Monday, September 25, 2017

"You'll Never Find the Reason" - The Devil's Rain (1975)

"Heaven Help Us All When The Devil's Rain" is the tag-line for The Devil's Rain (1975), one of the most famous examples of a copywriter misunderstanding the difference between a possessive apostrophe and a plural noun. However, the clumsiness of the advertising copy does not detract from the high quality of Robert Fuest's allegorical masterpiece of good versus evil.

When the film was first released, someone named Roger Ebert wrote, "The problem is that the material's stretched too thin. There's not enough here to fill a feature-length film. No doubt that's why we get so many barren landscapes filled with lonely music and ennui." (In fact, this film is on a list of Ebert's most hated films, along with other fine movies such as The Deathmaster, Critters 2, and Halloween III.) Continuing with reviews, on IMDB Aaron1375 writes, "Most of the movie is sadly rather underdone. Seems they had a somewhat interesting concept and just rushed it to the finish line." Lee Harris, also on IMDB, writes, "Volumes could be written about what this film lacks; plot, compelling diologue, catharsis, acting."

Simply put, these reviews are incorrect. Correcting them requires a detailed exploration of the film so detested by this "Roger Ebert" character.

Monday, September 18, 2017

"Are You Still Interested in a Pituitary Gland?" - The Chilling (1989)

Our next film is 1989's The Chilling, a variation on 1985's Return of the Living Dead but with an additional layer, a fascinating moral dilemma. The dilemma is whether cryogenically freezing bodies is good or evil. (Spoiler: it is evil.)

While The Chilling is a modern classic in my universe, the influential IMDB reviewers of your universe are less convinced of its quality. For example, Coventry writes, "Even in spite of the low budget available, they could have done better. The set pieces, make-up effects and costumes are pitiable." Uriah43 writes, "Everything—the action, the suspense and the horror—seemed tepid. And as a result I can only recommend it to 'zombie' and/or 'animated corpse' enthusiasts. Whichever the case may be." Paul Magne Haakonsen writes, "For a horror movie, then "The Chilling" is really boring and uneventful. And I am sure for a 1989 movie, it wasn't even really scary back then."

These reviews, needless to say, are incorrect. Let me correct the record and attempt to raise The Chilling to its rightful place among the zombie movie pantheon.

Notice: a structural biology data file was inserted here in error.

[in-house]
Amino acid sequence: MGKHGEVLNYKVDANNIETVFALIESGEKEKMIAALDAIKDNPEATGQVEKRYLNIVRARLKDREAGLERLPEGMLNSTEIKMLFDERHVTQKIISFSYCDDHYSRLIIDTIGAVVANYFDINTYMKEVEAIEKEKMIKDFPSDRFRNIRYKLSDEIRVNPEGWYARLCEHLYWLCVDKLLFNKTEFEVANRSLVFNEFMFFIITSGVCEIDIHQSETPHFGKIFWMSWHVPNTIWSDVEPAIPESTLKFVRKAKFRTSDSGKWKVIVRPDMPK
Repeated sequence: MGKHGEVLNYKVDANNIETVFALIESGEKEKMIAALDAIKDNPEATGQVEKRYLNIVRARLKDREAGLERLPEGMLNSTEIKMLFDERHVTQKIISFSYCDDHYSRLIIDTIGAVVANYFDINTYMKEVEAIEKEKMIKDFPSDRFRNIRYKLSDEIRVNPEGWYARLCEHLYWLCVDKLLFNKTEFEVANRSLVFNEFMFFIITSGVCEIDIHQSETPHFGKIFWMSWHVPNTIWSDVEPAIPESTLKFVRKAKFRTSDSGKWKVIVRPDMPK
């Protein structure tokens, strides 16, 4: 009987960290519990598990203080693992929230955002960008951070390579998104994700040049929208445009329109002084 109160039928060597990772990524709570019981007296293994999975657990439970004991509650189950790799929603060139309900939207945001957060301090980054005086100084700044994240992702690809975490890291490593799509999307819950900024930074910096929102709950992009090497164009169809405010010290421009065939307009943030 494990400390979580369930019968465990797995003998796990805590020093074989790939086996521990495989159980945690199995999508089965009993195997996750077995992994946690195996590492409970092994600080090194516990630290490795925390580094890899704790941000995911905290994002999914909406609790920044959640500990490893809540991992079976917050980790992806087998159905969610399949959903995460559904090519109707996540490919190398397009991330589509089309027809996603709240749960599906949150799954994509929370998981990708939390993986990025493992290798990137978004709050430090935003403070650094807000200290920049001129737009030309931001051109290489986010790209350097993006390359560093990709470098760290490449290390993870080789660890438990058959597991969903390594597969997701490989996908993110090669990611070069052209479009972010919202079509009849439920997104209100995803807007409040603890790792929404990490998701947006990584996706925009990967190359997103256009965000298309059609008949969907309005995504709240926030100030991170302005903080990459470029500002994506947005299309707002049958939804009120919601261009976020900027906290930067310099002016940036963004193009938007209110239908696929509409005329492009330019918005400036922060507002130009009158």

Monday, September 11, 2017

"Understanding the Mental Ills and the Psychological Problems of Mankind" - Werewolf Woman (1976)

I am no expert, but I do not believe there are many Italian werewolf films in your universe. A quick search turns up a few with which I am unfamiliar: an Ursus movie by Antonio Margheriti and Ruggero Deodato in which a sorceror turns men into werewolves, Werewolf in a Girl's Dormitory (1961), and something called Versipellis. In general, however, I believe the Americans and the Spaniards have historically been more interested in werewolves, which is something of a shame given the spectacularly erudite Italian contribution to the genre, Werewolf Woman (1976) aka La Lupa Mannara.

 As is often the case with Italian films, the critics of your universe  completely miss the intellectual depth of the film. On IMDB, reviewer lazarillo writes, "This is NOT a good movie. Nor is it really even 'so-bad-its-good.'" TheMarquisDeSuave writes, "Unfortunately, the film becomes pretty irritating fast. There's no actual plot or anything else really." The_Void writes, "Normally, I enjoy films like this; but Werewolf Woman is indeed a bad film, and despite all the sex and savagery on display; it doesn't even make for a fun watch, and that really is unforgivable."

Unforgivable? No, entirely forgivable, as we shall soon see...

Monday, September 4, 2017

"A Bunch of Fantasies Going on Only in Your Head" - The Boogeyman (1980)

A film that has gone in and out of fashion over the years is 1980's The Boogeyman, directed by Ulli Lommel, a former actor who collaborated many times with Rainer Werner Fassbinder and a friend of Andy Warhol's. Mr. Lommel's artistic background was put to fine use in The Boogeyman, one of the first slasher films with no slasher.

While the film has both supporters and critics, it is clear that the negative critics are quite unfair to the film. When The Boogeyman was released in 1980, reviewer Gary Arnold wrote somewhat confusingly in the Washington Post, "It's difficult to judge whether the payoffs would be enhanced by a more plausible or clever pretext. Probably not. The shocks might even be curiously diluted by a little preliminary sophistication." On IMDB, reviewer ModKuraika says the film has a "dismal tone, terrible effects (for that time), cheesy acting. One of the worst films I have ever witnessed and never wish to view again." Also on IMDB, tomgillespie2002 calls the film "daft" and "instantly forgettable."

As always, I must dispel the cloud of negative perceptions about this film by looking at its positive qualities in detail.